Yes, we are soul mates!

5:04 pm: The next question was about the culture of a company from its start and how Ballmer has shaped Microsoft’s culture.

“I would say I have shaped Microsoft culture a lot,” he said. “Sometimes for the better, sometimes worse.”

Ballmer compares himself and Gates to “parents” of Microsoft.

That was very Iowa of him.

(As I said: soul mates!)

5:09 pm: The next question was about how he decided to leave Stanford Business School.

“They still have a spot for me if I want to go back and finish my MBA,” Ballmer joked.

But, he noted, it was not much of a risk to leave school.

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When Ballmer did waver about going back to school, Gates convinced him to stay. Thank goodness, as he said he would have become an investment banker or a consultant.

The next question was about Google (GOOG), which was not named, I suppose for fear that it would set Ballmer off and there would be chairs a-flying.

“The No. 1 player [in search] is a lot bigger than us,” said Ballmer. “We are like a start-up.”

Well, a really, really, really rich start-up, which has been sued by the federal government for antitrust violations, and convicted.

5:14 pm: The next question was about ideas he might have missed.

Ballmer called himself “a mini-venture capitalist,” noting that figuring out what investments to make is tough.

He joked about the disastrous Microsoft Bob product. That always gets a laugh.

The next question was about how much attention Microsoft will give to cloud computing.

It gave him the chance to make a pun using the movie, “Three Men and a Baby,” noting that the “future is about three screens and a cloud.”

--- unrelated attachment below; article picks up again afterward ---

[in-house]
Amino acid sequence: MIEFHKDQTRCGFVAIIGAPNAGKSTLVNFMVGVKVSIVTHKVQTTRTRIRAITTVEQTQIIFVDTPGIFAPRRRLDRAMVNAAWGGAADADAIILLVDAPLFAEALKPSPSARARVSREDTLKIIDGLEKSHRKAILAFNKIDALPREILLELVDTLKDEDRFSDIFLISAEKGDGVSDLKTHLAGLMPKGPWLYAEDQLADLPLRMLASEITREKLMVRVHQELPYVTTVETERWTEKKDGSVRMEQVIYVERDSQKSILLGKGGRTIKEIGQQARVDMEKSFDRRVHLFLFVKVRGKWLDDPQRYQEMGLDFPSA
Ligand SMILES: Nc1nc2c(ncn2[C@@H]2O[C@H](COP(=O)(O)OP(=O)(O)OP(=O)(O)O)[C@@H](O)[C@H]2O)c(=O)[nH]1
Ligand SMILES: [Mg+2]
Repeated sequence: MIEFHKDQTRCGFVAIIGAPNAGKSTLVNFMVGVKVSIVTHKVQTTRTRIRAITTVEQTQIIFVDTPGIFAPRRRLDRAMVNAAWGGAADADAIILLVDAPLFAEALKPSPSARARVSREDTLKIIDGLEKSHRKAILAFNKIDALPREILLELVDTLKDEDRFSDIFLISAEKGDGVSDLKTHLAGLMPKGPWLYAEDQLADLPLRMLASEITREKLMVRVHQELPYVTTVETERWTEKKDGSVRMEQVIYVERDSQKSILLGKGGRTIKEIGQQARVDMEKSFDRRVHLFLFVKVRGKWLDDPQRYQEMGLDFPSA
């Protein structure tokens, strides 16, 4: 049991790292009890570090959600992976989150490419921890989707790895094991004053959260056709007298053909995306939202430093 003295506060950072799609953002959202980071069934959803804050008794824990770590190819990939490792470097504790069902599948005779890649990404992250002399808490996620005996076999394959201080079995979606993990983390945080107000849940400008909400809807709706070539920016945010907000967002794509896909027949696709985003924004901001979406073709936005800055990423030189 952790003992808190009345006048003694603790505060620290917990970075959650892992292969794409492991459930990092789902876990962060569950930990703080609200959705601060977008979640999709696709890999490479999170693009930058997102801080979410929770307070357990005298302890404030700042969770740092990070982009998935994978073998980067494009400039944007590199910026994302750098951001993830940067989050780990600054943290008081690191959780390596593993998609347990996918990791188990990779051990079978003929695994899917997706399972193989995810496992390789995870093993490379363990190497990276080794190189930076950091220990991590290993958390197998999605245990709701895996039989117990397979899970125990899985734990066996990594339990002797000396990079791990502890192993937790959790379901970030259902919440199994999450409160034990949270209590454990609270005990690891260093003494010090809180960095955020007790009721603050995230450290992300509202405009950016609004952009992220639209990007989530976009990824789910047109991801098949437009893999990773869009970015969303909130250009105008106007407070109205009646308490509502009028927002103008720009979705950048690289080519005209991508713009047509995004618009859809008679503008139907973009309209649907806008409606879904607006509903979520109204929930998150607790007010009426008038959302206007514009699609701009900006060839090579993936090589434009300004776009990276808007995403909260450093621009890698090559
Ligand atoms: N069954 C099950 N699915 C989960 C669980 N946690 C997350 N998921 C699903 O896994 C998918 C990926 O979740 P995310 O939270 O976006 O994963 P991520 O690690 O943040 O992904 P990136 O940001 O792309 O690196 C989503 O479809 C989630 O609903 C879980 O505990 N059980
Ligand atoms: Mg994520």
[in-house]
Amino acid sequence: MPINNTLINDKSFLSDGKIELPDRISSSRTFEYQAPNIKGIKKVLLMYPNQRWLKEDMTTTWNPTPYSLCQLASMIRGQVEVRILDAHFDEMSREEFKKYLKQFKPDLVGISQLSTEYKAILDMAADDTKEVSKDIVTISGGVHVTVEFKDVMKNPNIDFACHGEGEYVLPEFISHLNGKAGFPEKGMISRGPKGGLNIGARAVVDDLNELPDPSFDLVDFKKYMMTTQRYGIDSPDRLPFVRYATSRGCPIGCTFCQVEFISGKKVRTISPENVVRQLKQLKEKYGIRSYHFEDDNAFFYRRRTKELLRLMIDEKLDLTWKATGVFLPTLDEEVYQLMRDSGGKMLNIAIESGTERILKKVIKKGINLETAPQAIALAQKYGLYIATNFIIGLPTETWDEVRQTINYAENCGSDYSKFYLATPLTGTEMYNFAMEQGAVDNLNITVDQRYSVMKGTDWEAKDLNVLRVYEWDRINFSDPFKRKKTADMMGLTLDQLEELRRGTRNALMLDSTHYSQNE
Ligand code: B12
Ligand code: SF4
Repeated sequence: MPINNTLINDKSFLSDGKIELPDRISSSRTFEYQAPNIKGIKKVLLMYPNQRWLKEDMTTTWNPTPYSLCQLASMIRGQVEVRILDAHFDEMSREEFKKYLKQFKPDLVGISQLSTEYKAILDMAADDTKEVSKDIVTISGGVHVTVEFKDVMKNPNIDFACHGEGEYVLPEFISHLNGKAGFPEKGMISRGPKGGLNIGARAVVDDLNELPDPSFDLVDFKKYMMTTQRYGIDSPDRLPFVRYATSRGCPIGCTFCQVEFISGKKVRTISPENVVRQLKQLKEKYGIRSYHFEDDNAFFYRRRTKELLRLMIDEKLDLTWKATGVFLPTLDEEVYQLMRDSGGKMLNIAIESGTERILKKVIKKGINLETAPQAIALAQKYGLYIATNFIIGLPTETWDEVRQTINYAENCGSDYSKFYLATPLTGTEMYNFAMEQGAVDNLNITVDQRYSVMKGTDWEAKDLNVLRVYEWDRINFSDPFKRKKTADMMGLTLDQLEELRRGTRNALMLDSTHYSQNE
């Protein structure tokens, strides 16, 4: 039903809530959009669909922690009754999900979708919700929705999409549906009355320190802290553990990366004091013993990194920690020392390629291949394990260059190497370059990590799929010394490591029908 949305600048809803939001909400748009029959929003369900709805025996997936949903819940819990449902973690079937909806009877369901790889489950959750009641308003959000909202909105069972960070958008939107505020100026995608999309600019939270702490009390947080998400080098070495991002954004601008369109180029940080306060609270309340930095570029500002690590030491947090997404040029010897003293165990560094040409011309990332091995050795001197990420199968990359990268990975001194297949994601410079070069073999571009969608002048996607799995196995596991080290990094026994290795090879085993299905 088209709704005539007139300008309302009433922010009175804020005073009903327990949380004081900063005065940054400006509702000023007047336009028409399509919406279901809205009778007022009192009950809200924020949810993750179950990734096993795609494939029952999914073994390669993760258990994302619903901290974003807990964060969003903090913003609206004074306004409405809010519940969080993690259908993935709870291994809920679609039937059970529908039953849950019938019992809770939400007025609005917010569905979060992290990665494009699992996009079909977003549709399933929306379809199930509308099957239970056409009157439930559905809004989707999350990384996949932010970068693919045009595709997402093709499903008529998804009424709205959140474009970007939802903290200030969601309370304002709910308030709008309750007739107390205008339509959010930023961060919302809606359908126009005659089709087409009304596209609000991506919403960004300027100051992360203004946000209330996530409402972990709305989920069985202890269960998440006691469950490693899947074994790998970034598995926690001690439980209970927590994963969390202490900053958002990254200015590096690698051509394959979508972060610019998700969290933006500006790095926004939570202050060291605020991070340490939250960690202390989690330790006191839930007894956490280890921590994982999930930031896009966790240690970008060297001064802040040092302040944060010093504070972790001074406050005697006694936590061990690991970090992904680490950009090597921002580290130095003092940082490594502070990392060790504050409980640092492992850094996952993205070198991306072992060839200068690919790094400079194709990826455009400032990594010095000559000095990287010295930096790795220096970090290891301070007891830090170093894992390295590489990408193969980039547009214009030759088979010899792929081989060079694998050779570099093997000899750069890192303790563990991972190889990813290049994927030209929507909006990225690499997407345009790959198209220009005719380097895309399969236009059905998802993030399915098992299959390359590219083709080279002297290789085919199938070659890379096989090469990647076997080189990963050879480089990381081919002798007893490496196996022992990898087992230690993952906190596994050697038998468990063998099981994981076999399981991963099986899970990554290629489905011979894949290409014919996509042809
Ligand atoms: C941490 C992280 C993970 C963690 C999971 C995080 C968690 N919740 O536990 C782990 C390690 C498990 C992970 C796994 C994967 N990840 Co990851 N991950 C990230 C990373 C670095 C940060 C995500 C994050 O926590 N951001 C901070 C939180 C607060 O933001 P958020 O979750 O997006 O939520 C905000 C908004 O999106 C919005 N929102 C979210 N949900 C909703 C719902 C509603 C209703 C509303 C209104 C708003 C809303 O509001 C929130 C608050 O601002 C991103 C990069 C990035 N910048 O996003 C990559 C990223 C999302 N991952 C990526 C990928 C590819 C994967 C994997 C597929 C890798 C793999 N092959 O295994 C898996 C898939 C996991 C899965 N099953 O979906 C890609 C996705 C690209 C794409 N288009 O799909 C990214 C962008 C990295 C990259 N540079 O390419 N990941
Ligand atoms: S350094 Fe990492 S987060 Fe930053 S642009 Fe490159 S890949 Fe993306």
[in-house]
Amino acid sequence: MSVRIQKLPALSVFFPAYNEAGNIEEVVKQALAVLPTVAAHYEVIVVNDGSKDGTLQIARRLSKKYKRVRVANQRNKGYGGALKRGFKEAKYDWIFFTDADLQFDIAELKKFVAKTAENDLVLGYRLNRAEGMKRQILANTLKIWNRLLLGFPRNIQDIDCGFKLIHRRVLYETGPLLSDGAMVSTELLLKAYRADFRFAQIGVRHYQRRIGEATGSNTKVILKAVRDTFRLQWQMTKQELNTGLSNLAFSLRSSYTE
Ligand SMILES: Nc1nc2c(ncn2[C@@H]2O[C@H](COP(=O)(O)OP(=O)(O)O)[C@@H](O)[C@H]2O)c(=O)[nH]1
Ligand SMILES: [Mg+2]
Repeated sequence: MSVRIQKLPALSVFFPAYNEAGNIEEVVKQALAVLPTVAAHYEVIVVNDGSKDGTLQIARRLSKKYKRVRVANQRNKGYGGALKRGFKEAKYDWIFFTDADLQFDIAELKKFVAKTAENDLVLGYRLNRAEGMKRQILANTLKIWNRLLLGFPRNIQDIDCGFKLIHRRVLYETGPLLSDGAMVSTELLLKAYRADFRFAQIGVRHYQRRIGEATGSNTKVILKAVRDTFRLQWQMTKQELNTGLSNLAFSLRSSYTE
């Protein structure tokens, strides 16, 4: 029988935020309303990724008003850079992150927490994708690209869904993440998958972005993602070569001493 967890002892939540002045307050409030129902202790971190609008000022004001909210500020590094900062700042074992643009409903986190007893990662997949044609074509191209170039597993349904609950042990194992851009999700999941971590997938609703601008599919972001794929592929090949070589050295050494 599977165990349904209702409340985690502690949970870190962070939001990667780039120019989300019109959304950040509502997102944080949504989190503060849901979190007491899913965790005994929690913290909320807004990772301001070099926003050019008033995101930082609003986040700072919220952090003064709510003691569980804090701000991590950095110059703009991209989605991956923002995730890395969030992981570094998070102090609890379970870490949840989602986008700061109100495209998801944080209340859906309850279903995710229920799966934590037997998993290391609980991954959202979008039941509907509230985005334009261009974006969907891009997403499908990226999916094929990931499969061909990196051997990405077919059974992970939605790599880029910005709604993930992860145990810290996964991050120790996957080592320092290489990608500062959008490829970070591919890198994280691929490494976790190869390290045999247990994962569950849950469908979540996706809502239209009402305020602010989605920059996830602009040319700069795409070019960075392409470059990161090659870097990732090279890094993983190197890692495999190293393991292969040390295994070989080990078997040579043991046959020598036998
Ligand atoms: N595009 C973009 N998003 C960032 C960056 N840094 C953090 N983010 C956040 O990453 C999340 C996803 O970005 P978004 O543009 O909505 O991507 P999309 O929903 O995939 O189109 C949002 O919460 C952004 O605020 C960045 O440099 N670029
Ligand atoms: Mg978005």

Ahahahahahahaha! Okay, not at all.

A question was asked about taking risks and tips for dealing with it.

“Valuable experience is valuable experience,” said Ballmer.

Say what? Is that a word puzzle? This is starting to feel like “Angels & Demons.”

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Ballmer advised the students to “love doing the work that you’re doing.”

It is apparently all about the love at Microsoft. Who knew?

5:22 pm:

Two questions about consolidation, which is code for Yahoo (YHOO).

“I’m glad we went down the road,” said Ballmer, waxing nostalgic about the failed takeover attempt.

But he added he still thought a partnership of some sort between the pair is a good idea. “There may or may not be appropriate discussions,” said Ballmer.

There may. Or may not. Carol, may Steve?

Then there is some love for competitors, Facebook, even Apple (AAPL) for the iPhone.

Feel the love!

5:25 pm: The last question is about what he wished he had done if he could do it over.

He would have taken more computer science courses.

We are so not soul mates.


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Just as the atom bomb was the weapon that was supposed to render war obsolete, the Internet seems like capitalism’s ultimate feat of self-destructive genius, an economic doomsday device rendering it impossible for anyone to ever make a profit off anything again. It’s especially hopeless for those whose work is easily digitized and accessed free of charge.

— Author Tim Kreider on not getting paid for one’s work